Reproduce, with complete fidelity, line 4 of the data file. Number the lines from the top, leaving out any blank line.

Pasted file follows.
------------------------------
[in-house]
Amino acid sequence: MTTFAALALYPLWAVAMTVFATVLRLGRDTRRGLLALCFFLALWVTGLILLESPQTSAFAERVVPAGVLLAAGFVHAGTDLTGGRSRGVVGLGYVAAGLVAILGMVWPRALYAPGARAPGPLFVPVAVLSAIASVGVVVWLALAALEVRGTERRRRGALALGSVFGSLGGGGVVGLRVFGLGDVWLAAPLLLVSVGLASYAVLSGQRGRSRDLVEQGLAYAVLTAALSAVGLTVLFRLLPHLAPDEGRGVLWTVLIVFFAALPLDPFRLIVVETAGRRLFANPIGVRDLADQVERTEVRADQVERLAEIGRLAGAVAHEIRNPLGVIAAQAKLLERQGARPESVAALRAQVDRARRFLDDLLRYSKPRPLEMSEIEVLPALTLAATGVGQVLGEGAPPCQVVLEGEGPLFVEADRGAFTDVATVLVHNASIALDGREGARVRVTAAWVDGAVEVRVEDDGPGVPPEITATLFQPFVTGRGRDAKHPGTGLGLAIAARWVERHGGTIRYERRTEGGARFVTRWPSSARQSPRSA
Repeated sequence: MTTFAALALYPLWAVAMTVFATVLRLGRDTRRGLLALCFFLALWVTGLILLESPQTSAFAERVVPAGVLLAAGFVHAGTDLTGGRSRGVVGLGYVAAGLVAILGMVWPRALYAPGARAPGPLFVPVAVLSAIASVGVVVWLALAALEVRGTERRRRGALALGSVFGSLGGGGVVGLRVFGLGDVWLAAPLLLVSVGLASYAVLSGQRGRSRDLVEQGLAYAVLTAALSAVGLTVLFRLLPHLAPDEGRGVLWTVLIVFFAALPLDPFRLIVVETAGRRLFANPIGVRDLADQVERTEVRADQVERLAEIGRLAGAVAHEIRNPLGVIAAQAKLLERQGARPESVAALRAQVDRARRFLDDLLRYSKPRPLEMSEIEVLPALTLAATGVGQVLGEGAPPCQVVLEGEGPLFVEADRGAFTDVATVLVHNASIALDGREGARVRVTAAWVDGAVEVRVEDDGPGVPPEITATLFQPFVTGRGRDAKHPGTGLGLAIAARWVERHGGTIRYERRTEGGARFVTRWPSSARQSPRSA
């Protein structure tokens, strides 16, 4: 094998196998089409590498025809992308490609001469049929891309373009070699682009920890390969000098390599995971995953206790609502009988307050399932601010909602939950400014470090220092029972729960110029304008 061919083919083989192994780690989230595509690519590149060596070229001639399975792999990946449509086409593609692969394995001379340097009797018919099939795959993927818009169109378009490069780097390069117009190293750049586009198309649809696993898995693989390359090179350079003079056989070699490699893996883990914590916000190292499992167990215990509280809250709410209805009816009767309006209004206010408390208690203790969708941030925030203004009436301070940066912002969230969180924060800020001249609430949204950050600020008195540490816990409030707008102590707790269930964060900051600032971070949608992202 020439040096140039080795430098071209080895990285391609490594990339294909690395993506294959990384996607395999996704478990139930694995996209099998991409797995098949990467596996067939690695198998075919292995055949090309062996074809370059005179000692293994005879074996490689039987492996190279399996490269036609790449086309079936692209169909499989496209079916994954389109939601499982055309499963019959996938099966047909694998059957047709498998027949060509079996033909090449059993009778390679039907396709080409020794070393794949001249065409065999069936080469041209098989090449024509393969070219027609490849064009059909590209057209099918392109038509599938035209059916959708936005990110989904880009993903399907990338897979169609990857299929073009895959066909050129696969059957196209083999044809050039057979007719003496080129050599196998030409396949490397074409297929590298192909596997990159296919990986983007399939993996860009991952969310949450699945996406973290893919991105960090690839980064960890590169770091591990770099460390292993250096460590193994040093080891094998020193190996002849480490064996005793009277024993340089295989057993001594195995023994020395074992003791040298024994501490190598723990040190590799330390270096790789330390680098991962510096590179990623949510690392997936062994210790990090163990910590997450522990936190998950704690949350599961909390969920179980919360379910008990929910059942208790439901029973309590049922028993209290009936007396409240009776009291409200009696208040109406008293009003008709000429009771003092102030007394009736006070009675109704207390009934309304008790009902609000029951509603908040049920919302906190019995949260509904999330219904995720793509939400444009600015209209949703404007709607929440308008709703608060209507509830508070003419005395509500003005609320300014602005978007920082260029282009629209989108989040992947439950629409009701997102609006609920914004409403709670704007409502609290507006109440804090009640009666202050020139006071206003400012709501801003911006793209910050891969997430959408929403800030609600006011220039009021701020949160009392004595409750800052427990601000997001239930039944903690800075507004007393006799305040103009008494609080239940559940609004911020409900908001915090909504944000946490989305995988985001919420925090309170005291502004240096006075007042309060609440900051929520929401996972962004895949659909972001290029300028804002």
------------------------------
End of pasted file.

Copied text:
């Protein structure tokens, strides 16, 4: 094998196998089409590498025809992308490609001469049929891309373009070699682009920890390969000098390599995971995953206790609502009988307050399932601010909602939950400014470090220092029972729960110029304008 061919083919083989192994780690989230595509690519590149060596070229001639399975792999990946449509086409593609692969394995001379340097009797018919099939795959993927818009169109378009490069780097390069117009190293750049586009198309649809696993898995693989390359090179350079003079056989070699490699893996883990914590916000190292499992167990215990509280809250709410209805009816009767309006209004206010408390208690203790969708941030925030203004009436301070940066912002969230969180924060800020001249609430949204950050600020008195540490816990409030707008102590707790269930964060900051600032971070949608992202 020439040096140039080795430098071209080895990285391609490594990339294909690395993506294959990384996607395999996704478990139930694995996209099998991409797995098949990467596996067939690695198998075919292995055949090309062996074809370059005179000692293994005879074996490689039987492996190279399996490269036609790449086309079936692209169909499989496209079916994954389109939601499982055309499963019959996938099966047909694998059957047709498998027949060509079996033909090449059993009778390679039907396709080409020794070393794949001249065409065999069936080469041209098989090449024509393969070219027609490849064009059909590209057209099918392109038509599938035209059916959708936005990110989904880009993903399907990338897979169609990857299929073009895959066909050129696969059957196209083999044809050039057979007719003496080129050599196998030409396949490397074409297929590298192909596997990159296919990986983007399939993996860009991952969310949450699945996406973290893919991105960090690839980064960890590169770091591990770099460390292993250096460590193994040093080891094998020193190996002849480490064996005793009277024993340089295989057993001594195995023994020395074992003791040298024994501490190598723990040190590799330390270096790789330390680098991962510096590179990623949510690392997936062994210790990090163990910590997450522990936190998950704690949350599961909390969920179980919360379910008990929910059942208790439901029973309590049922028993209290009936007396409240009776009291409200009696208040109406008293009003008709000429009771003092102030007394009736006070009675109704207390009934309304008790009902609000029951509603908040049920919302906190019995949260509904999330219904995720793509939400444009600015209209949703404007709607929440308008709703608060209507509830508070003419005395509500003005609320300014602005978007920082260029282009629209989108989040992947439950629409009701997102609006609920914004409403709670704007409502609290507006109440804090009640009666202050020139006071206003400012709501801003911006793209910050891969997430959408929403800030609600006011220039009021701020949160009392004595409750800052427990601000997001239930039944903690800075507004007393006799305040103009008494609080239940559940609004911020409900908001915090909504944000946490989305995988985001919420925090309170005291502004240096006075007042309060609440900051929520929401996972962004895949659909972001290029300028804002």